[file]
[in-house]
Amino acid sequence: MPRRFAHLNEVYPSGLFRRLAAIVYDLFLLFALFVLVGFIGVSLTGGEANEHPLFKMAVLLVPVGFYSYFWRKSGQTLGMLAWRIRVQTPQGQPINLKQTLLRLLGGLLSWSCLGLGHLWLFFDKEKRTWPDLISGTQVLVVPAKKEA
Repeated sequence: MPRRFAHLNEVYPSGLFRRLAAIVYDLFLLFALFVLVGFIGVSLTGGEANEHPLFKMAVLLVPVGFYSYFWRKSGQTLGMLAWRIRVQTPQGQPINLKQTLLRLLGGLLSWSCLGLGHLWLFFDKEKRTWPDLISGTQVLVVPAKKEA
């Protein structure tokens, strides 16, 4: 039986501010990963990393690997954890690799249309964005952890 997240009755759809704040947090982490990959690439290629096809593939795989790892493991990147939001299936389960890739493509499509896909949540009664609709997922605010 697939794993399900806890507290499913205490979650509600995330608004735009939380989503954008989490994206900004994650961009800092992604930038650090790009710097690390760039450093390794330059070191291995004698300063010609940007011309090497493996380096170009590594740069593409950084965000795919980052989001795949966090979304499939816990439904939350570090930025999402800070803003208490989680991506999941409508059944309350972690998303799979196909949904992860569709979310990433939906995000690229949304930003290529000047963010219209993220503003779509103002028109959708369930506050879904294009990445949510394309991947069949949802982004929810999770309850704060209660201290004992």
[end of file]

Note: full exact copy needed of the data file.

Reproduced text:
[in-house]
Amino acid sequence: MPRRFAHLNEVYPSGLFRRLAAIVYDLFLLFALFVLVGFIGVSLTGGEANEHPLFKMAVLLVPVGFYSYFWRKSGQTLGMLAWRIRVQTPQGQPINLKQTLLRLLGGLLSWSCLGLGHLWLFFDKEKRTWPDLISGTQVLVVPAKKEA
Repeated sequence: MPRRFAHLNEVYPSGLFRRLAAIVYDLFLLFALFVLVGFIGVSLTGGEANEHPLFKMAVLLVPVGFYSYFWRKSGQTLGMLAWRIRVQTPQGQPINLKQTLLRLLGGLLSWSCLGLGHLWLFFDKEKRTWPDLISGTQVLVVPAKKEA
């Protein structure tokens, strides 16, 4: 039986501010990963990393690997954890690799249309964005952890 997240009755759809704040947090982490990959690439290629096809593939795989790892493991990147939001299936389960890739493509499509896909949540009664609709997922605010 697939794993399900806890507290499913205490979650509600995330608004735009939380989503954008989490994206900004994650961009800092992604930038650090790009710097690390760039450093390794330059070191291995004698300063010609940007011309090497493996380096170009590594740069593409950084965000795919980052989001795949966090979304499939816990439904939350570090930025999402800070803003208490989680991506999941409508059944309350972690998303799979196909949904992860569709979310990433939906995000690229949304930003290529000047963010219209993220503003779509103002028109959708369930506050879904294009990445949510394309991947069949949802982004929810999770309850704060209660201290004992």